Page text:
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Let $\mathcal{I}$ be the family of open subsets of $\mathbb{R}$ comprising of $\mathbb{R}$ and all open intervals with rational endpoints.

Prove that each open interval in $\mathbb{R}$ is a union of countable many of its members.

I am a bit confused by this, it seems to me that each open interval could be a union of three of its members as follow:

Take the interval $(a,b)\in\mathbb{R}$ where $a,b\in\mathbb{Q}$.

Then from the deinsity of the rationals we have that $c\in(a,b)$ where $c\in\mathbb{Q}$

We then have the following two intervals in $\mathcal{I}$ $(a,c)$ and $(c,b)$

Then again from the density of the rationals we have $c_1\in (a,c)$ and $c_2\in(c,b)$ with $c_1,c_2\in\mathbb{Q}$

We then have that $(a,b)=(a,c)\cup(c_1,c_2)\cup(c,b)$

However I'm sure this cant be right, could someone tell me whats wrong with this argument?

Thanks for any help.

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I think you've misunderstood the question. Presumably, you are asked to show that every open interval in $\mathbb{R}$, whether or not it has rational endpoints, is a union of countably many members of $\mathcal{I}$. Of course, your argument will not work for intervals whose endpoints are not rational, so you have to do something else. –  Nate Eldredge Nov 9 '11 at 20:21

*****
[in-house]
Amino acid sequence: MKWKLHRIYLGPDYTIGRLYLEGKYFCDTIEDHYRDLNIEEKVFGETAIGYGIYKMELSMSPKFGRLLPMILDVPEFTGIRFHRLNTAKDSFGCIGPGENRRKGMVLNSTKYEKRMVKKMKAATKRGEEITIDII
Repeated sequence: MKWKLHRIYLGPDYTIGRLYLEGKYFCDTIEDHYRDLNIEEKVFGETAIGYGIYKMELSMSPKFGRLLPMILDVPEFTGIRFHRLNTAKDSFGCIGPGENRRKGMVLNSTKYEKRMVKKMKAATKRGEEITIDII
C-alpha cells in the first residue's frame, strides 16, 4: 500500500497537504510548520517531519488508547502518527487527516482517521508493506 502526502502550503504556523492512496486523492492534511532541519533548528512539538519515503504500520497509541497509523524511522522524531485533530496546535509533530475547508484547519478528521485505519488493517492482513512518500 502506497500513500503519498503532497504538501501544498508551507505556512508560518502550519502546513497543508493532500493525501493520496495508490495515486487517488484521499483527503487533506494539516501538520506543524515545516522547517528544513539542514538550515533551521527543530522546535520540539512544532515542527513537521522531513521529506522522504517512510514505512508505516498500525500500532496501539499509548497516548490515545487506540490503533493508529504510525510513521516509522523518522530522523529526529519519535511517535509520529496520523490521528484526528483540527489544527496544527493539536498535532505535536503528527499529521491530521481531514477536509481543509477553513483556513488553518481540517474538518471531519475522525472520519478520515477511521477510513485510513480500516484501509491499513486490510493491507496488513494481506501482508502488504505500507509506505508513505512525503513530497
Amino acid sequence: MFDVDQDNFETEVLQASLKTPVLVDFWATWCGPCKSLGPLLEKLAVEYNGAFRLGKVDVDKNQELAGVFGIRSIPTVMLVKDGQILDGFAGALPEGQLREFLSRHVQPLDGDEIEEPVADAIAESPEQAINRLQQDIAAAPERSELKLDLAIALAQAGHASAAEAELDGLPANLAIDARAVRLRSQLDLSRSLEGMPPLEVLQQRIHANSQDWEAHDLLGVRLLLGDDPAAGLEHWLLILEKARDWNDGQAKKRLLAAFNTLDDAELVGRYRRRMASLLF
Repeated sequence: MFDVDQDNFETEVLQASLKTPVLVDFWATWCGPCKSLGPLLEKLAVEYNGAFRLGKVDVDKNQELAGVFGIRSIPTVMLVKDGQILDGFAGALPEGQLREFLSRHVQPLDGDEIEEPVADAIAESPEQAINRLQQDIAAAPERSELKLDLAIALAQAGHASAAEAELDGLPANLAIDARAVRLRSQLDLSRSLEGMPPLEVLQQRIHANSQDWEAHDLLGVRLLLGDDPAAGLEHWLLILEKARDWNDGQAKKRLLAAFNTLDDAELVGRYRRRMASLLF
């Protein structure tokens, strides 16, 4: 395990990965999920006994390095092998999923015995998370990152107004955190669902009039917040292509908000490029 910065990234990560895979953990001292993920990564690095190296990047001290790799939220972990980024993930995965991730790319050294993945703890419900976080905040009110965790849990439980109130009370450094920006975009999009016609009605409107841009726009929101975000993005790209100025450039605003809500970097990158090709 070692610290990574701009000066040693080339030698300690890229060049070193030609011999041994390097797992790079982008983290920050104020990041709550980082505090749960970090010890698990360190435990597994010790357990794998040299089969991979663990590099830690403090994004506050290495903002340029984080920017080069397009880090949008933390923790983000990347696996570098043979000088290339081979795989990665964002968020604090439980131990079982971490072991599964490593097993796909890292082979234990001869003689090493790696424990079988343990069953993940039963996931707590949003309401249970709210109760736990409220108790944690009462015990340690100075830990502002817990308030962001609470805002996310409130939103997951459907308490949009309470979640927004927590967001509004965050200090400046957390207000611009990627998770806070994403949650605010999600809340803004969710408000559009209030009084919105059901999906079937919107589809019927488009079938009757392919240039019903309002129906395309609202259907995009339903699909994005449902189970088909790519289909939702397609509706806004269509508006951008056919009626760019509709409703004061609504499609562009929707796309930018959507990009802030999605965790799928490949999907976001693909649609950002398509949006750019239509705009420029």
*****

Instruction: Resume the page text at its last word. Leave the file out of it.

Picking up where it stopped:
You are correct, I have misunderstood the question, thanks very much (sorry about that) –  hmmmm Nov 9 '11 at 20:34

1 Answer 1

up vote 2 down vote accepted

Your method is not true if $a$ or $b$ (or both) are irrationals. However it is the prelude to the correct answer.

Consider the interval $(a,b)$. Take two monotonous rational sequences $a_n\to a, b_n\to b$ such that $a<a_n<b_n<b$ for all $n$.

Now we can prove that $\bigcup (a_n,b_n)=(a,b)$:

If $x\in\bigcup (a_n,b_n)$ then for some $n\in\mathbb N$ we have $a<a_n<x<b_n<b$, in particular $x\in (a,b)$. So this is the simple part.

On the other hand, if $x\in(a,b)$ we have that $x-a>\varepsilon$ for some $\varepsilon>0$, and by the fact that $a_n\to a$ we have that for some $k\in\mathbb N$, if $n>k$ then $a_n-a<x-a$, and in particular $x\in(a_n,b_n)$.

A similar consideration shows that $x<b_n$ for some $b_n$. Since the intervals are increasing in inclusion we have that for some number $k\in\mathbb N$ it holds that $x\in(a_k,b_k)$, as wanted.

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